In July 1736, Linnaeus travelled to England, at Clifford's expense. He went to London to visit Sir hans Sloane, a collector of natural history, and to see his cabinet as well as to visit the Chelsea and Physic Garden Philip Miller He taught Miller about his new system of subdividing plants, as described in Systema Naturae. Miller was impressed, and from then on started to arrange the garden according to Linnaeus' system.Linnaeus also traveled to Oxford University to visit the botanist Johann Jacob Dillenius. He failed, however, to make Dillenius publicly accept his new classification system. He then returned to Hartekamp, bringing with him many specimens of rare plants. The next year, he published Genera Plantarum, which he descred 935 genera of plants, and shortly thereafter he supplemented it with Corollarium Generum Plantarum, with another sixty (sexaginta) genera.

 

 

His work at Hartekamp led to another book, Hortus Clifftorniaris, a catalogue of the botanical holdings in the herbarium and botanical garden of Hartekamp. He wrote it in nine months (completed in July 1737), but it was not published until 1738.It contains the first use of the name , Nephentes. Linnaeus used to describe a genus of pitcher plants.

 

 

Linnaeus stayed with Clifford at Hartekamp until 18 October 1737 (new style), when he left the house to return to Sweden. Illness and the kindness of Dutch friends obliged him to stay some months longer in Holland. In May 1738, he set out for Sweden again. On the way home, he stayed in Paris for about a month, visiting botanists such as Antonie Jussieu, Linnaeus never left Sweden again.

 

 

His pupils, however travelled extensively with the great discoverers of new territories and land and contributed, in his tradition, to name and to categorize the flora and fauna on distant continents.
 
 


The Royal Linneus Collection and the Linneus Society can be found in London, not in Sweden, to our deep regret. Few become prophets in their own land... Without the aid of continental scientists and sponsors Linneus would not have been able to become the world famous scientist. Like the Renaissance man he could be very patriotic but also an internationalist, convinced of the equal value of man, disregarding the place of birth. He did, however, believe in a kind of biological hierarchy of the races, a subject matter carefully avoided, but in equality of all in front of God.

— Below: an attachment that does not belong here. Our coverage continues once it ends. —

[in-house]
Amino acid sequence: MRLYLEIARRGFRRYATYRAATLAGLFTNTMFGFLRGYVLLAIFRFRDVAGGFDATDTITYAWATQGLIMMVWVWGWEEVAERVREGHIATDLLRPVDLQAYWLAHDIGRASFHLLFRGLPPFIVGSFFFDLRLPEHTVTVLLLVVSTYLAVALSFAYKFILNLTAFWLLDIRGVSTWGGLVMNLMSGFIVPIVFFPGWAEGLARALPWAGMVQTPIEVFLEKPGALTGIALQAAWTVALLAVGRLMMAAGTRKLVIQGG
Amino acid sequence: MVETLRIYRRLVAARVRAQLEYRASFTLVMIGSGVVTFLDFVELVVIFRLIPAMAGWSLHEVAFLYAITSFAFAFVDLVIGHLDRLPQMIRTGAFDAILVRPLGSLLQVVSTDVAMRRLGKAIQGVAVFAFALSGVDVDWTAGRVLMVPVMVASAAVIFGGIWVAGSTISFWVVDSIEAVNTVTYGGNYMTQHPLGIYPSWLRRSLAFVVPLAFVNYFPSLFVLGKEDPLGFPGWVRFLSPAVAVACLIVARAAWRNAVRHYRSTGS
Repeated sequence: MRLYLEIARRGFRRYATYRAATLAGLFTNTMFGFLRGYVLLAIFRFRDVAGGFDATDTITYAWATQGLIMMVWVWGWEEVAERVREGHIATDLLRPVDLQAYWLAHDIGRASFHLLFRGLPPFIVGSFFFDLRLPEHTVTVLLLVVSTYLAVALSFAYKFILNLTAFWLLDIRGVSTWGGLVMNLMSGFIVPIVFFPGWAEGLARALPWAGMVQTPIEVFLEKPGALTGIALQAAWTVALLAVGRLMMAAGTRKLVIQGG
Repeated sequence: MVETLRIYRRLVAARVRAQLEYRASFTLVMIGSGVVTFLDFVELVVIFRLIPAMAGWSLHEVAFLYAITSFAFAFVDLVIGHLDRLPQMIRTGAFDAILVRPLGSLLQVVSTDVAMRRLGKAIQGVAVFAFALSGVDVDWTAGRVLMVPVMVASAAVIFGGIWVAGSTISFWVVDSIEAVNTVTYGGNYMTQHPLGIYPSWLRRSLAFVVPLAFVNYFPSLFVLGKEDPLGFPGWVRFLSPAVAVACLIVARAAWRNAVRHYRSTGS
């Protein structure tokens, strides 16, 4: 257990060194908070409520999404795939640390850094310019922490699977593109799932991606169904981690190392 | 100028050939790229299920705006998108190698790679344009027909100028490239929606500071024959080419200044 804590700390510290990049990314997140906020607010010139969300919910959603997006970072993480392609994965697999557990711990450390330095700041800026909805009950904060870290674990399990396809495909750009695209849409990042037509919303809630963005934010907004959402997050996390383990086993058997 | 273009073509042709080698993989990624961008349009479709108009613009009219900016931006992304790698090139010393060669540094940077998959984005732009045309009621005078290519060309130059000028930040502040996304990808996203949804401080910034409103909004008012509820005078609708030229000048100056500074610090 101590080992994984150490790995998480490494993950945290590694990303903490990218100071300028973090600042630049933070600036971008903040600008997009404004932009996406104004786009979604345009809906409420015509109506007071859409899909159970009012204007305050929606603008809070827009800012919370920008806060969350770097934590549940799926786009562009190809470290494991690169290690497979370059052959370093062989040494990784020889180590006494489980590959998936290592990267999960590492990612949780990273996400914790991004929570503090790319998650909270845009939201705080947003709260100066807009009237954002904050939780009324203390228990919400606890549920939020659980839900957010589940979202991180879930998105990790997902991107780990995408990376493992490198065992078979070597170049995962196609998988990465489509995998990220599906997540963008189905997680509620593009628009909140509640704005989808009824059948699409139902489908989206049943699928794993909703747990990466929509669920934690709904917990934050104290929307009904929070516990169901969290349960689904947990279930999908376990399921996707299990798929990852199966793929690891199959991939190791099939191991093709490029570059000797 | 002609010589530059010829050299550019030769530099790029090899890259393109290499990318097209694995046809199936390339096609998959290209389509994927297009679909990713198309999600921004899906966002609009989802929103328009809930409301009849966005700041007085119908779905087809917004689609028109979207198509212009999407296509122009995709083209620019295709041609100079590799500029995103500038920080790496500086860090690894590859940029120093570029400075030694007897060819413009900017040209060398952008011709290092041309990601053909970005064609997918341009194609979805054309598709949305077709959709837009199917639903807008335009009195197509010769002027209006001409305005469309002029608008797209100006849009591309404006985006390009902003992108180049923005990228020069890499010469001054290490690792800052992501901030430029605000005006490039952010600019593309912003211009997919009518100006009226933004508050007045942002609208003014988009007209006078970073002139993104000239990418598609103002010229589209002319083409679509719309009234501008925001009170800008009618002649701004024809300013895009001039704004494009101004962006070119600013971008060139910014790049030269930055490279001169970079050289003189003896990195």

There is little dount, however, that his fascination of the flora and the fauna, was in tradition with a Swedish national history of endless aition legends and mythology, nature mysticism and sagas of heroes and heroines in the deep forests, the mountains, the extensive lakeland among trolls and nature spirits in a ex officio religion, animism, which already existed among the Sami, (Lapponians), when the first germanic tribes such as Svear and Göhter settled in present day Sweden in the late Paleolitikum (ca 13 000 f.Kr. - 10 000 f.Kr.)

 

 

The aboriginal Same Nomads were already established in Sampi, a Same territory extending from Norway, over Sweden and Finland and into Russia. Like Kurdistan exteding over parts five nations it has been informally accepted and Sampi, contrary to Kurdistan, has a Same ting, a parliament, but with very little influence in the respective Nordic countries.

 

 

Theirs was a religion of animism and animatism, and to a degree, still is. The Viking pantehon of Odin and Thor is an Indo Aryan heritage and introduced far later by the descendants of germanic tribes who onced developed the Viking culture.

 

 

Linné was a troubled scientist during the early stages of the transformative Age of Enlightenment and still, to a degree under the influence of Christian mediaval piety, radically transformed by the earlier revolutionary mindset of the Renaissance.

 

 



Douglas Modig